The announcement of the acquisition was made at the National Association of Broadcasters conference in Las Vegas, in conjunction with a host of other proposals for standards related to digital broadcast technology. The most significant of these is a way for broadcasters to use the Vertical Blanking Interval in broadcast television to interlace digital content using the IP Multicast protocol. Today, most push content on the Internet isn't really "pushed" at all; rather, it's just a bunch of scheduled individual pull sessions hogging network bandwidth. But imagine a WebTV box hooked to your television, taking digital push content (in the form of HTML or audio or video or plain old ASCII) from the cable TV network. If you want access to the rest of the Internet, you could wait until @Home finally gets their act together and you can get all your entertainment over the one coax line, or just plug a phone line into the box like you do today.

*** Internet Explorer 4.0

With the release of IE 4.0, Microsoft is poised to take the browser to the next level in content presentation. Last week in HotWired's Webmonkey, Taylor fawned over the features in IE that will turn HTML into a true multimedia authoring system. The combination of cascading style sheets, absolute positioning, the "z-index," and a scripting language makes the plain-old web browser the heir apparent to the world formerly dominated by Macromedia Director. It's this kind of whiz-bang stuff that could make surfing on a television actually an enjoyable experience. Oh, and don't forget those active frames on the Windows CE / WebTV "desktop" (memo to billg@microsoft.com -- we may need a new metaphor here), the perfect receptacle for all of that content being vertically blanked at us over the television broadcast network.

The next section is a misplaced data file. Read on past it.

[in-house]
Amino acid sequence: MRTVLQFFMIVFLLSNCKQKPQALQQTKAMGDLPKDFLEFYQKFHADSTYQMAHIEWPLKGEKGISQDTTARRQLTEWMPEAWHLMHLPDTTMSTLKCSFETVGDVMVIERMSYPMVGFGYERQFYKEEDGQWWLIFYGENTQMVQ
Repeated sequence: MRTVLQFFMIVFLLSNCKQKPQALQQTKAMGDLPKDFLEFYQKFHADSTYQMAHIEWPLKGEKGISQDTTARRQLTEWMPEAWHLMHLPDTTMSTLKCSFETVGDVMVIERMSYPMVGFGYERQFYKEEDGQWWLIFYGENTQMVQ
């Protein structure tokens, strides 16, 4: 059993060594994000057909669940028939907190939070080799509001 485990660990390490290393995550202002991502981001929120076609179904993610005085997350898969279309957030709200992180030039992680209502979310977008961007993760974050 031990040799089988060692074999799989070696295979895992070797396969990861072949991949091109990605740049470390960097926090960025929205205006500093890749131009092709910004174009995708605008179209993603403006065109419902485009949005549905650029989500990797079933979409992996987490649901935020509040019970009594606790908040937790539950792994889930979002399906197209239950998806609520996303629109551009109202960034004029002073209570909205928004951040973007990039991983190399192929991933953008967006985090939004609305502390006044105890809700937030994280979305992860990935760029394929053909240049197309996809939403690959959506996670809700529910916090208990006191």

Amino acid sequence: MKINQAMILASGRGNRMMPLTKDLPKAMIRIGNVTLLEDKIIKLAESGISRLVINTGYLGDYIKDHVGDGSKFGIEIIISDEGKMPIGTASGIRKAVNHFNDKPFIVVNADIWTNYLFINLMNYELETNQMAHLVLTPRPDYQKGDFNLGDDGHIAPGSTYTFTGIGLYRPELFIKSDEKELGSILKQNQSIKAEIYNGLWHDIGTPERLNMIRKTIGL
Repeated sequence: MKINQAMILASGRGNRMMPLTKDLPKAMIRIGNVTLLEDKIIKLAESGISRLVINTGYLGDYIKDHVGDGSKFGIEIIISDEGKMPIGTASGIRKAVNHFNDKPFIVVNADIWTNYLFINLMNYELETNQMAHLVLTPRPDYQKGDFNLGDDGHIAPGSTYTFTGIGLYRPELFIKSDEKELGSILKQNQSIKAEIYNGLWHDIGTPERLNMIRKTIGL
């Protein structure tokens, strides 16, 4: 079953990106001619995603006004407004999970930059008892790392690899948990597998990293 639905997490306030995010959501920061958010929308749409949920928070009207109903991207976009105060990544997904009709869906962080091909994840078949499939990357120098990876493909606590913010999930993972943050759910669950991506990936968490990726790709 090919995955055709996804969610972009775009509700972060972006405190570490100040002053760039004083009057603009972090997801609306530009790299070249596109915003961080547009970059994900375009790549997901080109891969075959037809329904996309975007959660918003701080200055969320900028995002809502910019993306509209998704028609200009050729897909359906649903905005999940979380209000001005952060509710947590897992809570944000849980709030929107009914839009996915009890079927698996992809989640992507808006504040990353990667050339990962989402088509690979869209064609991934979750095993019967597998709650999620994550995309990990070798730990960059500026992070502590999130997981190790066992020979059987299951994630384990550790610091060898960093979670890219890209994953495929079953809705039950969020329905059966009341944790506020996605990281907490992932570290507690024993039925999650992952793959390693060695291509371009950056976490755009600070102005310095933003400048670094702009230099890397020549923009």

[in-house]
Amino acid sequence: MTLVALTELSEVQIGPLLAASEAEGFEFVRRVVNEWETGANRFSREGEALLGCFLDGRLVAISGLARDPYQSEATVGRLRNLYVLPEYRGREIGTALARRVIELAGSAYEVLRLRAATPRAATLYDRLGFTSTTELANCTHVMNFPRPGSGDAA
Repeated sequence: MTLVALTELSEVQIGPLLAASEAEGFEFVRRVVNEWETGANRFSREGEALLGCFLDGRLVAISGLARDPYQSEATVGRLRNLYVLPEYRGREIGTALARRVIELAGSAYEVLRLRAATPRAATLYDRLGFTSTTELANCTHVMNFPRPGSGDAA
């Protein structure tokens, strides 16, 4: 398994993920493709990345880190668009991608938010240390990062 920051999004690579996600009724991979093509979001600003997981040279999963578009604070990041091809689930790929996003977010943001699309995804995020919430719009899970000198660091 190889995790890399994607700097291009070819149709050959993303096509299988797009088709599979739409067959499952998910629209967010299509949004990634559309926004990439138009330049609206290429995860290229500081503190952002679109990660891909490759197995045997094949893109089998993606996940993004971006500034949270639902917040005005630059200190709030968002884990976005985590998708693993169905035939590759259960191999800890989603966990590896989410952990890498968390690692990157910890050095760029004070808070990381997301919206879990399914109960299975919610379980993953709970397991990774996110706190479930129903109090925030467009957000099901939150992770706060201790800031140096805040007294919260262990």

*** Content, Content, Content

The acquisition also gives Microsoft the ability to leverage their efforts in the content production and distribution areas. Even with a revamped look and Internet focus, the Microsoft Network has been floundering as of late. And the rumored Compuserve / AOL acquisition talks only highlight the challenge that Microsoft faces in growing their subscriber base. An easy-to-use device like WebTV coupled with the Microsoft Network could be the perfect way to merge the two platforms. After all, MSN is already organized around a "channel" and "show" metaphor.

As for the combination of broadcast television and multicasted content, MSNBC is the perfect petri dish: deep corporate pockets willing to invest in convergence, content rich with hypertextual possibilities ("click here to see the Heaven's Gate website"), and a brand new production studio in lovely Secaucus, New Jersey.

The immediate challenge for Microsoft will be to boost the disappointing sales figures of WebTV. The Microsoft brand will certainly help in this regard, but consumer confusion over what the machine actually does could hinder their efforts. According to a recent story in Computer Retail Week, some consumer electronics sales people are using the idea of WebTV to merely entice people to buy full-fledged PCs. "We use [WebTV] to sell up. People come in and look at it, and we tell them all the things it can't do, and they wind up buying a computer," said Doug Powell, a computer sales associate in Albuquerque, New Mexico.

Of course, this could end up being a good problem for Microsoft to have...